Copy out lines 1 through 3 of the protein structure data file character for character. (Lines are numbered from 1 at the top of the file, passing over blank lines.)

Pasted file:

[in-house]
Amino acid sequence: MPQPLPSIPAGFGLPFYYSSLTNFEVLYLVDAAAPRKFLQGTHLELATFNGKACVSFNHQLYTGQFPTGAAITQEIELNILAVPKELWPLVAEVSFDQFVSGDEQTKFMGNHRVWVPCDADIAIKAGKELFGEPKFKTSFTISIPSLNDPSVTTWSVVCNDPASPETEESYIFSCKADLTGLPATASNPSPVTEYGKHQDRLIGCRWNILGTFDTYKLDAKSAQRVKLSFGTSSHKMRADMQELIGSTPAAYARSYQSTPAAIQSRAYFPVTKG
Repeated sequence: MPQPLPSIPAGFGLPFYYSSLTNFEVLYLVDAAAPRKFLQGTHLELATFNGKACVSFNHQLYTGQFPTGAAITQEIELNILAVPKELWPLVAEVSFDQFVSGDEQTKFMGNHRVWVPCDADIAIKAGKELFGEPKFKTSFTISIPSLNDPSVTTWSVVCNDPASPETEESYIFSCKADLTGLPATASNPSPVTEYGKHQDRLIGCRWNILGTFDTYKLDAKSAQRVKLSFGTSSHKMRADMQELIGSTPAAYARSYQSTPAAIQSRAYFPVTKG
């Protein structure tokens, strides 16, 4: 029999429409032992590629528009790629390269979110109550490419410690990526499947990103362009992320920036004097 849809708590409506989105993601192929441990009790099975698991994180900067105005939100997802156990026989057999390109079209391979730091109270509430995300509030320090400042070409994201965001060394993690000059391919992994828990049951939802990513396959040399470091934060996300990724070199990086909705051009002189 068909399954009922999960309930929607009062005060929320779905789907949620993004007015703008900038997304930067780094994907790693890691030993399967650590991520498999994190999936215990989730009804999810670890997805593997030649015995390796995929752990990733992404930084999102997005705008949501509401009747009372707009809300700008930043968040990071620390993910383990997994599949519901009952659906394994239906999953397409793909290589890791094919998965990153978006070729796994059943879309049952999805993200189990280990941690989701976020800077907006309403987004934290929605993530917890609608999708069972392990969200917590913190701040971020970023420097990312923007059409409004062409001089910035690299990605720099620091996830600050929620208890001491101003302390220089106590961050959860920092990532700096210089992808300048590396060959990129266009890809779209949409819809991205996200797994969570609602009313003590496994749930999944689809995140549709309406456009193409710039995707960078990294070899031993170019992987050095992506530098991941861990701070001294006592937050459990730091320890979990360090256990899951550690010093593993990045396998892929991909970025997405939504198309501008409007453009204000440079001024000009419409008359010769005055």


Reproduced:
[in-house]
Amino acid sequence: MPQPLPSIPAGFGLPFYYSSLTNFEVLYLVDAAAPRKFLQGTHLELATFNGKACVSFNHQLYTGQFPTGAAITQEIELNILAVPKELWPLVAEVSFDQFVSGDEQTKFMGNHRVWVPCDADIAIKAGKELFGEPKFKTSFTISIPSLNDPSVTTWSVVCNDPASPETEESYIFSCKADLTGLPATASNPSPVTEYGKHQDRLIGCRWNILGTFDTYKLDAKSAQRVKLSFGTSSHKMRADMQELIGSTPAAYARSYQSTPAAIQSRAYFPVTKG
Repeated sequence: MPQPLPSIPAGFGLPFYYSSLTNFEVLYLVDAAAPRKFLQGTHLELATFNGKACVSFNHQLYTGQFPTGAAITQEIELNILAVPKELWPLVAEVSFDQFVSGDEQTKFMGNHRVWVPCDADIAIKAGKELFGEPKFKTSFTISIPSLNDPSVTTWSVVCNDPASPETEESYIFSCKADLTGLPATASNPSPVTEYGKHQDRLIGCRWNILGTFDTYKLDAKSAQRVKLSFGTSSHKMRADMQELIGSTPAAYARSYQSTPAAIQSRAYFPVTKG